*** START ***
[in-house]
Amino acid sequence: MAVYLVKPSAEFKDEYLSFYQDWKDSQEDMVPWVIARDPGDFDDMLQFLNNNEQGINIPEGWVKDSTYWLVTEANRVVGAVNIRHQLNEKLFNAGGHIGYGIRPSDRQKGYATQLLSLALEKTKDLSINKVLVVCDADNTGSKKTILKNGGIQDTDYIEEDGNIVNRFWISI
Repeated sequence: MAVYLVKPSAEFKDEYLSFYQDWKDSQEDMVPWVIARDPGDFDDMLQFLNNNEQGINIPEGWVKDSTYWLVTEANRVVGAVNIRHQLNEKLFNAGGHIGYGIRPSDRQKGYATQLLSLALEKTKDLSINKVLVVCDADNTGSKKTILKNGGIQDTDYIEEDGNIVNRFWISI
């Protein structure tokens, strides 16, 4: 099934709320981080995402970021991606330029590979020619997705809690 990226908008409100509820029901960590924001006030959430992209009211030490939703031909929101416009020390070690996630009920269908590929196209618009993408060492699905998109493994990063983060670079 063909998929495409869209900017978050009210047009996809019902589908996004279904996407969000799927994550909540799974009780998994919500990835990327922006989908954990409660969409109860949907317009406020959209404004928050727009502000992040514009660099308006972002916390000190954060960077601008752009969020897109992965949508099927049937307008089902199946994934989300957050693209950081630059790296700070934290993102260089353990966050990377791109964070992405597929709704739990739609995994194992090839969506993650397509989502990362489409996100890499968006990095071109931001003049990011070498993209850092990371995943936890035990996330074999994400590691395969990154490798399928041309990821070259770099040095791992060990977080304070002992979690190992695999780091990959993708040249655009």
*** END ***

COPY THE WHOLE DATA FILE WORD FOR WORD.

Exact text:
[in-house]
Amino acid sequence: MAVYLVKPSAEFKDEYLSFYQDWKDSQEDMVPWVIARDPGDFDDMLQFLNNNEQGINIPEGWVKDSTYWLVTEANRVVGAVNIRHQLNEKLFNAGGHIGYGIRPSDRQKGYATQLLSLALEKTKDLSINKVLVVCDADNTGSKKTILKNGGIQDTDYIEEDGNIVNRFWISI
Repeated sequence: MAVYLVKPSAEFKDEYLSFYQDWKDSQEDMVPWVIARDPGDFDDMLQFLNNNEQGINIPEGWVKDSTYWLVTEANRVVGAVNIRHQLNEKLFNAGGHIGYGIRPSDRQKGYATQLLSLALEKTKDLSINKVLVVCDADNTGSKKTILKNGGIQDTDYIEEDGNIVNRFWISI
């Protein structure tokens, strides 16, 4: 099934709320981080995402970021991606330029590979020619997705809690 990226908008409100509820029901960590924001006030959430992209009211030490939703031909929101416009020390070690996630009920269908590929196209618009993408060492699905998109493994990063983060670079 063909998929495409869209900017978050009210047009996809019902589908996004279904996407969000799927994550909540799974009780998994919500990835990327922006989908954990409660969409109860949907317009406020959209404004928050727009502000992040514009660099308006972002916390000190954060960077601008752009969020897109992965949508099927049937307008089902199946994934989300957050693209950081630059790296700070934290993102260089353990966050990377791109964070992405597929709704739990739609995994194992090839969506993650397509989502990362489409996100890499968006990095071109931001003049990011070498993209850092990371995943936890035990996330074999994400590691395969990154490798399928041309990821070259770099040095791992060990977080304070002992979690190992695999780091990959993708040249655009």